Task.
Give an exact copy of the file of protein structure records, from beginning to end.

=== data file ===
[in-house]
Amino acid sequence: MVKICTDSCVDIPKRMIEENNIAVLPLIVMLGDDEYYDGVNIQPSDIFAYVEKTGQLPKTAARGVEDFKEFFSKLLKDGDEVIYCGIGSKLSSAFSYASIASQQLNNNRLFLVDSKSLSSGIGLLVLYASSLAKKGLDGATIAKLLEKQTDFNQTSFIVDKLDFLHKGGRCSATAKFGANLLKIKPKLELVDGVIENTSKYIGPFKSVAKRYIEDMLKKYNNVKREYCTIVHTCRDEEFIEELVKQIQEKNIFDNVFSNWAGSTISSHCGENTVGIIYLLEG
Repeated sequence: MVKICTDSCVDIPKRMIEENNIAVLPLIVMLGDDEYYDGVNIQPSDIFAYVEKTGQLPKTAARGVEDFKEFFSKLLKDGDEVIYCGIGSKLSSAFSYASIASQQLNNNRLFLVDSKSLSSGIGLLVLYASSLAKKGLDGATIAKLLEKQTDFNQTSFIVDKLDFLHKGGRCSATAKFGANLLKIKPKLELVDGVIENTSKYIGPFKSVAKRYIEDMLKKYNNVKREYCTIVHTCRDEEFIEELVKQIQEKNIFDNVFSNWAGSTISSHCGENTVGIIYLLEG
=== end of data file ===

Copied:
[in-house]
Amino acid sequence: MVKICTDSCVDIPKRMIEENNIAVLPLIVMLGDDEYYDGVNIQPSDIFAYVEKTGQLPKTAARGVEDFKEFFSKLLKDGDEVIYCGIGSKLSSAFSYASIASQQLNNNRLFLVDSKSLSSGIGLLVLYASSLAKKGLDGATIAKLLEKQTDFNQTSFIVDKLDFLHKGGRCSATAKFGANLLKIKPKLELVDGVIENTSKYIGPFKSVAKRYIEDMLKKYNNVKREYCTIVHTCRDEEFIEELVKQIQEKNIFDNVFSNWAGSTISSHCGENTVGIIYLLEG
Repeated sequence: MVKICTDSCVDIPKRMIEENNIAVLPLIVMLGDDEYYDGVNIQPSDIFAYVEKTGQLPKTAARGVEDFKEFFSKLLKDGDEVIYCGIGSKLSSAFSYASIASQQLNNNRLFLVDSKSLSSGIGLLVLYASSLAKKGLDGATIAKLLEKQTDFNQTSFIVDKLDFLHKGGRCSATAKFGANLLKIKPKLELVDGVIENTSKYIGPFKSVAKRYIEDMLKKYNNVKREYCTIVHTCRDEEFIEELVKQIQEKNIFDNVFSNWAGSTISSHCGENTVGIIYLLEG